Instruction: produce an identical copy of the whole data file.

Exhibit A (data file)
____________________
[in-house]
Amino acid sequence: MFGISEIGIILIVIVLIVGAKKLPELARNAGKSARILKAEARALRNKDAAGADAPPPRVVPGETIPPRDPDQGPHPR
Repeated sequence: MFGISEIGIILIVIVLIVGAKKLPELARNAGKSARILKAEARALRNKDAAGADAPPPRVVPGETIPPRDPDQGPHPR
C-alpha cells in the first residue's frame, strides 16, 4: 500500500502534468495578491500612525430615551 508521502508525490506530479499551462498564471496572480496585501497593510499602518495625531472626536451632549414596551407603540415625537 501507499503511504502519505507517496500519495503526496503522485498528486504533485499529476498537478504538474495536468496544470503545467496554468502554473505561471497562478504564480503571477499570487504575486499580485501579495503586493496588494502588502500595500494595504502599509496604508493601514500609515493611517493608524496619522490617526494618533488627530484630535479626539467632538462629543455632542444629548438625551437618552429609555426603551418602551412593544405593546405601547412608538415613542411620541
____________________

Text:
[in-house]
Amino acid sequence: MFGISEIGIILIVIVLIVGAKKLPELARNAGKSARILKAEARALRNKDAAGADAPPPRVVPGETIPPRDPDQGPHPR
Repeated sequence: MFGISEIGIILIVIVLIVGAKKLPELARNAGKSARILKAEARALRNKDAAGADAPPPRVVPGETIPPRDPDQGPHPR
C-alpha cells in the first residue's frame, strides 16, 4: 500500500502534468495578491500612525430615551 508521502508525490506530479499551462498564471496572480496585501497593510499602518495625531472626536451632549414596551407603540415625537 501507499503511504502519505507517496500519495503526496503522485498528486504533485499529476498537478504538474495536468496544470503545467496554468502554473505561471497562478504564480503571477499570487504575486499580485501579495503586493496588494502588502500595500494595504502599509496604508493601514500609515493611517493608524496619522490617526494618533488627530484630535479626539467632538462629543455632542444629548438625551437618552429609555426603551418602551412593544405593546405601547412608538415613542411620541